Leaving the intricacies of Dow Theory aside, we thought and continue to think it is worth noting that this economic backbone and infrastructure-heavy equity index is in correction mode simultaneous to some of the other equity indices carving out new all-time highs after significantly smaller bouts of congestion.

This seemingly contradictory dynamic is shown best by a shared chart of the Dow Transports and the Russell 2000.

As small cap stocks have only rallied higher from last October’s V-Bottom, it has been a different story for the Dow Transports.

Specifically, the Russell 2000 is up nearly 25% from last October as compared to the comparable gain in the Dow Transports of 7%.

Source: Thomson Reuters

This divergence is made more extreme by the fact that the Russell 2000 put in another record high just this week as the Dow Transports tangled with a formal correction – again.

From a fundamental perspective, it is clear that investors are making very different bets on very different segments of the economy.

The Russell 2000 is comprised of 2000 small cap company stocks that are often associated with high-growth but less mature businesses. Investors are often willing to reward these sorts of companies with higher stock valuations on the prospect of higher growth than is associated with more mature businesses as is the case now with the RUT’s P/E ratio of 82.98 on a trailing 12-month basis according to data offered by the Wall Street Journal as of 6/19/15.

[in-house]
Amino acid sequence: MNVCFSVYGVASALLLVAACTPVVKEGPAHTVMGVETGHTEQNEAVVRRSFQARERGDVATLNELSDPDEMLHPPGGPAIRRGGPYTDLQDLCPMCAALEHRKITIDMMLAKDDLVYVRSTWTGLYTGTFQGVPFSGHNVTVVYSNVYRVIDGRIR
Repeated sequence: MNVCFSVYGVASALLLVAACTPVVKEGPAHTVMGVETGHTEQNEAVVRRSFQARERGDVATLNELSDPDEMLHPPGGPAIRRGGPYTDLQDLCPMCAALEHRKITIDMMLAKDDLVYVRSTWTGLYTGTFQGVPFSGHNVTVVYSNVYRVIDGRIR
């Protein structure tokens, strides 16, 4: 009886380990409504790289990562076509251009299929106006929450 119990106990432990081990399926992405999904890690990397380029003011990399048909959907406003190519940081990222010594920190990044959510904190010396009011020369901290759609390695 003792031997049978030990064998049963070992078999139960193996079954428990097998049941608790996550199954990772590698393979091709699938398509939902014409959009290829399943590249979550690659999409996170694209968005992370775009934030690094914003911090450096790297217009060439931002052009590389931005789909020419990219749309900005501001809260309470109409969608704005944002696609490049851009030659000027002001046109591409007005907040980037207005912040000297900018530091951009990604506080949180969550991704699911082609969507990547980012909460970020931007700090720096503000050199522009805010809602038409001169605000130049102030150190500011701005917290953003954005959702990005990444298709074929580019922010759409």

Contrast this with DJT’s P/E ratio of 20.21 on a trailing 12-month basis according to data offered by the Wall Street Journal as of 6/19/15 and the extreme nature of the divergence between small cap stocks and some of the economic backbone companies comprising the Dow Transports becomes even more stark.

As such, investors are sending mixed messages on the health of the economy and the financial markets in making a massively bullish bet on less mature small-cap and often high-growth companies and a somewhat neutral-to-increasingly bearish bet on some of the most mature transportation and infrastructure companies underpinning the U.S. economy such as CSX Corp., FedEx Corp., United Parcel Service, Inc. along with the airlines and other similar companies.

It is challenging, in our view, to argue that this is a reflection of what could be a successful sector rotation bet considering that many of the companies in the Dow Transports represent the “nuts and bolts” of the U.S. economy, in our opinion. Without the foundation of the economy functioning well, it is difficult to believe that the “nice-to-have” segments of the economy can thrive.

Perhaps we will be proven wrong on that reasoning, but we suspect this would happen only in the absence of the ability to prove us correct as the Dow Transports potentially turns around to play “catch up” to the Russell 2000.

Considering how surprising much of the trading action in the equity markets has been to us over the last 2 to 3 years in particular, this could very well happen and it would be demonstrated by the Dow Transports putting in a new record high as the Russell 2000 at least holds ground to its record high.

Most ironic would be if the Dow Transports starts to recover only as the Russell 2000 falters, but there are a few factors that cause us to believe that the Dow Transports are only going to continue to correct – into a bear market – as the Russell 2000 and other U.S. equity indices play “catch up” to the downside.